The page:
Just days after the Pittsburg City Commission approved its new Land Use Plan, members of the public were invited to hear from city officials and planning partners and to ask them questions about two topics addressed in the broader plan: education and housing.

The Imagine Pittsburg 2030 (IP2030) Committee hosted a “community conversation” event Thursday evening, which was attended by about 80 people, not including city staff, at Butler’s Quarters on North Broadway.

“We should be creating intentional career exploration pathways,” Pittsburg Community Schools Assistant Superintendent Brad Hanson told the audience during the education presentation at the event. “We should be giving our kids opportunities to see what’s available in our community for them to be able to maybe aspire to work at your businesses someday.”

Shawn Naccarato, chief strategy officer at Pittsburg State University, who also spoke during the education presentation, noted that the university may not be the right fit for some students in achieving their career goals, but discussed how for those who do aspire to earn a four-year degree, PSU could help with Pittsburg’s goal of keeping its college graduates in the community after finishing school. He said the opportunities for creative and collaborative projects at Block22 in downtown Pittsburg were one way to do that.

“We want to be able to give them hands-on experience to where they can go in and create, and possibly the best job they can have is one that doesn’t yet exist and that they make, and so what we want for there to be is this real entrepreneurial, innovative spirit that is — that has always been — the backbone of our area,” Naccarato said.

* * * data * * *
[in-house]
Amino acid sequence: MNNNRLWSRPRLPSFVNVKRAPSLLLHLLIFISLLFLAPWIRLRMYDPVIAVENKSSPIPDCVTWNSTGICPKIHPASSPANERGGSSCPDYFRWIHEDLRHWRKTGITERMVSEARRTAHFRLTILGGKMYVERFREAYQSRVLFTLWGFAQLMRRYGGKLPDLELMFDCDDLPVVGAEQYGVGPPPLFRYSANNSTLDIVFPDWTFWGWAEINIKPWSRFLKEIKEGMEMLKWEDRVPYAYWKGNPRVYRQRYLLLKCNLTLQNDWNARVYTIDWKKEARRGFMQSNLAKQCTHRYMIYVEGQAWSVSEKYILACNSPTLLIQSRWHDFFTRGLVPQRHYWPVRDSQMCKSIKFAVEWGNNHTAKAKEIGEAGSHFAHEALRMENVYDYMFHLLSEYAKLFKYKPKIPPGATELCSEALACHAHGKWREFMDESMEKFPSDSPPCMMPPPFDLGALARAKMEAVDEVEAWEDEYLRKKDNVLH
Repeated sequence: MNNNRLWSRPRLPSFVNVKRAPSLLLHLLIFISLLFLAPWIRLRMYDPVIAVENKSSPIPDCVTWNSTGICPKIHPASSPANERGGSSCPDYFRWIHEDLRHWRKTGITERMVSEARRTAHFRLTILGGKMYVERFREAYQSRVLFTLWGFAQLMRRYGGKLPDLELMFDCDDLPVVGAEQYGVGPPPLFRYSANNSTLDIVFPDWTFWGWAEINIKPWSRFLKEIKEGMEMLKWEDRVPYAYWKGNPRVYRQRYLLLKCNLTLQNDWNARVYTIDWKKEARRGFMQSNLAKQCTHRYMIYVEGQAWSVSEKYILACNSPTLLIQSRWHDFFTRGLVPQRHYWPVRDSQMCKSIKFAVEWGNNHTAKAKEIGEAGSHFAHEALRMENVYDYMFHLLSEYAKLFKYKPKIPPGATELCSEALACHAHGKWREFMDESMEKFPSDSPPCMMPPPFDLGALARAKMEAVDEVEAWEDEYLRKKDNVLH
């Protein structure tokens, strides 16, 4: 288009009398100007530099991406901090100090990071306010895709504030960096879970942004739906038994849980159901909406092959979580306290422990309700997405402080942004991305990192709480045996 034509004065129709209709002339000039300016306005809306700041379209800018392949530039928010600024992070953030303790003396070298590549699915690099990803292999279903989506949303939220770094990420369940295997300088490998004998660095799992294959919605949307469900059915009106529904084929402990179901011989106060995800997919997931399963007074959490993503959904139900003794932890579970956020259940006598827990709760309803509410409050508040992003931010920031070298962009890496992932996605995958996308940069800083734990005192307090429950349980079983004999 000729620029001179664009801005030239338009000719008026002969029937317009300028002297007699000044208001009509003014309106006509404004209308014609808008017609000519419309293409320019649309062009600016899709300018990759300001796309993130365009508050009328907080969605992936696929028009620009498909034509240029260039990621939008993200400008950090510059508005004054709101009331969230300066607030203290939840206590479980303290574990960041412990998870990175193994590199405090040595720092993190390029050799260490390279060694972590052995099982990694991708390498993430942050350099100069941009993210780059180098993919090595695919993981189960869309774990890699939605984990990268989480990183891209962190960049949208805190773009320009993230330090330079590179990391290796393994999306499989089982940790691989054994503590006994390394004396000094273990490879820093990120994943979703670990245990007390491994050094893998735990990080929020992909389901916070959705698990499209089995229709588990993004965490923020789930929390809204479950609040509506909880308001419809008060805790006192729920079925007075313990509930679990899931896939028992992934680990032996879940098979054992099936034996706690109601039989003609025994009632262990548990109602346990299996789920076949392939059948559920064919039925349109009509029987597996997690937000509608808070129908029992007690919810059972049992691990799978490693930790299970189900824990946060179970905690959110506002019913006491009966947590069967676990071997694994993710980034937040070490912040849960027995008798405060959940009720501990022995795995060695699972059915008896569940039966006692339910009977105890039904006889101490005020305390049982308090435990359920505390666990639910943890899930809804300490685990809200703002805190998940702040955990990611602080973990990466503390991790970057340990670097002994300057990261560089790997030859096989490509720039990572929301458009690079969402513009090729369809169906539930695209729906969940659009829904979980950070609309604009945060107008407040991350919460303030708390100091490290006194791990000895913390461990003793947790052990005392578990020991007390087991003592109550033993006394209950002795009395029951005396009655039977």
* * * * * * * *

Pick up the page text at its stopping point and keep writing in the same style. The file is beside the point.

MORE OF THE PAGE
One question from an audience member at the education presentation was whether Pittsburg schools require students to take a personal finance class.

“We have a course in personal finance but I’m sad to say there’s not that many kids that take it,” Hanson said, adding that the reason for that is probably that the state doesn’t require them to, although Pittsburg schools might want to consider adding such a requirement.

Deputy City Manager Jay Byers also spoke during the IP2030 event, noting that Pittsburg was recently notified that it ranked in the top third of 800 cities that were analyzed as part of a nationwide study of how many new businesses had opened in recent years.

“It’s kind of a big deal for us,” Byers said. “We’ve had over 40 businesses started in the last couple years. That’s a lot.”

Speakers at the event’s housing presentation included City of Pittsburg Community Development and Housing Director Quentin Holmes, who discussed topics ranging from housing being built and developed in Pittsburg for varying income levels and for people with specific needs such as senior citizens, to the problem of local homelessness.

“It’s tough to gauge” whether most homeless people in the Pittsburg area are originally from nearby versus the number who are transplants from other parts of the state or the country, Holmes said in response to a question from Dr. Bienvenido Cortes, associate dean of PSU’s Kelce Graduate School of Business.

“I speak with a lot of them personally,” Holmes said. “Some of them probably grew up here, left, and came back. But there have been some that have been dropped off here.”

While there are programs and services available locally to assist the homeless, Holmes said, there are also some homeless people who refuse help offered to them.

Cortes said he appreciated Holmes’ response.

“I’m really glad to know that the city has all these programs in taking care of homeless people, those who just happen to be in that situation,” he said.

“I’ve lived in Pittsburg since 1986, so I’m familiar with some of the social programs we’ve had with respect to homeless folks,” Cortes said. “And we used to have some facilities that were available, but you know, due to funding those things kind of just disappeared. But the problem, you know, kind of remains, and maybe it kind of comes in ups and downs and swings and so forth, but we need to just be aware that that issue is there.”